Rates of obesity and metabolic syndrome were classified based on anthropometric assessments and laboratory data collected during the mobile examination center visit. Body mass index (BMI)-for-age percentiles were generated based on age and gender to assess body weight. Weight status was categorized based on the 2000 Centers for Disease Control and Prevention (CDC) Growth Charts. The International Diabetes Federation (IDF) definition of metabolic syndrome for children and adolescents was used to identify adolescents with central adiposity (>90th percentile) and metabolic syndrome. The IDF defines metabolic syndrome as the presence of central obesity plus one of four additional risk factors: elevated blood pressure, glucose, and triglycerides and low high-density lipoprotein (HDL).

FSP: Of the sample, 9.1 percent (n=1,031) were participating in FSP, while 21.5 percent (n=2,108) and 69.4 percent (n=4,184) of the nonparticipants were eligible and not eligible, respectively. FSP participants had a significantly higher mean BMI-for-age percentile than those not participating (P=0.003), but there were no significant mean differences in central obesity (P=0.067). FSP participants were significantly more likely to be overweight (17.1 percent) or obese (23.3 percent, P=0.001). Eligible nonparticipants exhibited higher rates of overweight (17.4 percent) and obesity (17.8 percent) than nonparticipants. Also, nearly a quarter of participants (24.8 percent) exhibited a waist circumference in the >90th percentile (P=0.001) in contrast to 17.8 percent of those not eligible, not participating.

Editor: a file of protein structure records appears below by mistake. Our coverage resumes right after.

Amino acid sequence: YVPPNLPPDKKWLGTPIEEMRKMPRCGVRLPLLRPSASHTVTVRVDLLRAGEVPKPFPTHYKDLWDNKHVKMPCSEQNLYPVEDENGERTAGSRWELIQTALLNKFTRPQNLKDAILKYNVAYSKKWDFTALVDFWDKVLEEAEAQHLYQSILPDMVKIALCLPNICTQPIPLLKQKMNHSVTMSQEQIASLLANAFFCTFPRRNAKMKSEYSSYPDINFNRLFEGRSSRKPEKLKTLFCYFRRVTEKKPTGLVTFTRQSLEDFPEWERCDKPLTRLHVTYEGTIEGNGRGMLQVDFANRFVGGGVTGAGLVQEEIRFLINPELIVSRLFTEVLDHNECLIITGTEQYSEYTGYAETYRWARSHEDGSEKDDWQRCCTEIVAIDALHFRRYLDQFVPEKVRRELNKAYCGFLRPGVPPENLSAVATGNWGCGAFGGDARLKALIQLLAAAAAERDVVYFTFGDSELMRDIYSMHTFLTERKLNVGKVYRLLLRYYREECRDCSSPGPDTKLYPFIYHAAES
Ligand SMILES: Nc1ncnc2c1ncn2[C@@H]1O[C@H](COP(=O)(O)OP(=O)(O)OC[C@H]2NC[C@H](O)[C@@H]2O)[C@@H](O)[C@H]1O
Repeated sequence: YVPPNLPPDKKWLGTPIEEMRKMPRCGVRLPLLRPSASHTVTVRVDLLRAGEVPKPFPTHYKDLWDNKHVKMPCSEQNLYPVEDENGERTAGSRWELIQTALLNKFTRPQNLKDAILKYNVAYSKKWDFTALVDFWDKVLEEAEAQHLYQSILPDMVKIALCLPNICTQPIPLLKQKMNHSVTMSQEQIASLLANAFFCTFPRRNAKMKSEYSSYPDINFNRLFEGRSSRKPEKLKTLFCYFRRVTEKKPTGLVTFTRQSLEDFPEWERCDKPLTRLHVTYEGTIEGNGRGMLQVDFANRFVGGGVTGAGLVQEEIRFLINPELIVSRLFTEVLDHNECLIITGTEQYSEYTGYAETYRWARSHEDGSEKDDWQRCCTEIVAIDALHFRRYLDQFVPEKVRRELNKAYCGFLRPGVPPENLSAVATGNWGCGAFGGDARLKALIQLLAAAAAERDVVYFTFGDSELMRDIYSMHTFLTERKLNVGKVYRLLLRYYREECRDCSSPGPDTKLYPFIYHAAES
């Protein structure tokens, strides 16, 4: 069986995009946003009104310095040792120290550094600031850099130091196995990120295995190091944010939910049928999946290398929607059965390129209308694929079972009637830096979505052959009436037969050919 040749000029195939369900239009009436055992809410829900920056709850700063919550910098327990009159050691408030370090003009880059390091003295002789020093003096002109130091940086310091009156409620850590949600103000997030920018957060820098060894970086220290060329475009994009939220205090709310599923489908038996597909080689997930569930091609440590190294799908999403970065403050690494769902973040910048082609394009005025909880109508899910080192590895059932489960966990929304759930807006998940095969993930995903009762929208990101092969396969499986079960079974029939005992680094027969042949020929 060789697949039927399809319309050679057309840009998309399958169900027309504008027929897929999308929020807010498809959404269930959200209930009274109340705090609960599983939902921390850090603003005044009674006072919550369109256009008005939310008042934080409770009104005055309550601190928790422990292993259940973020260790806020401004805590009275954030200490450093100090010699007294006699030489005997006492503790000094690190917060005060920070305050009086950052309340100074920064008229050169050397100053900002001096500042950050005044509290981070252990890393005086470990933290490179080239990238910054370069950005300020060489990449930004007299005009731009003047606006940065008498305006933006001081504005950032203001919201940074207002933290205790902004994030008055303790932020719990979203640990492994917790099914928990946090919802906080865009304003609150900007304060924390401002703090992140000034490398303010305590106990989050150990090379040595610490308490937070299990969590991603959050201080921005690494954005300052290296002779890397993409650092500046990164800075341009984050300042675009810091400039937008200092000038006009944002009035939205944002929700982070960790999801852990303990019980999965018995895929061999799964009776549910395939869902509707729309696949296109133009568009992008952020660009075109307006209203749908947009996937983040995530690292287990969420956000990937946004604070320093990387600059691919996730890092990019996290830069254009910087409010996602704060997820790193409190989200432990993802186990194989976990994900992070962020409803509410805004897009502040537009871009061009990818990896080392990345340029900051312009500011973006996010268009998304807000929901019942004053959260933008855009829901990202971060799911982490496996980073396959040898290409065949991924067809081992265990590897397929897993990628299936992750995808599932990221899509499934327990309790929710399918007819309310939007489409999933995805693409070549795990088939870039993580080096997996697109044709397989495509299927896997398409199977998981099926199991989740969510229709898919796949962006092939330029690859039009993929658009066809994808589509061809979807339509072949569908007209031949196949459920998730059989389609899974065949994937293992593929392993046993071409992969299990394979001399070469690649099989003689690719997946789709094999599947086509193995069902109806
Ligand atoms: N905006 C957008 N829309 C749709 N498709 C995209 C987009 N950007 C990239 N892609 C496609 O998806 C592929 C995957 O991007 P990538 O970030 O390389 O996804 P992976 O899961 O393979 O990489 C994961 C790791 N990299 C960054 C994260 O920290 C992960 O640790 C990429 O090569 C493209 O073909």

Significant differences (P=0.002) in waist circumference existed across categories of FSP participation, with those “participating” (24.8 percent) and “eligible, not participating” (21.8 percent) having the greatest proportion displaying the risk factor. The most prevalent risk factor in all groups was low HDL, with rates highest in the “eligible, not participating” group (35.4 percent, P<0.001). Similar patterns of the presence of the blood pressure risk factor were seen across all groups at nearly 5 percent. The triglyceride risk factor was most prevalent among those “eligible, not participating” (7.1 percent, P=0.009), while those participating in the FSP had the lowest rate of elevated triglycerides. The rates of metabolic syndrome were higher among children “participating” (3.3 percent) or “eligible, not participating” (3.6 percent), but the differences were not significant.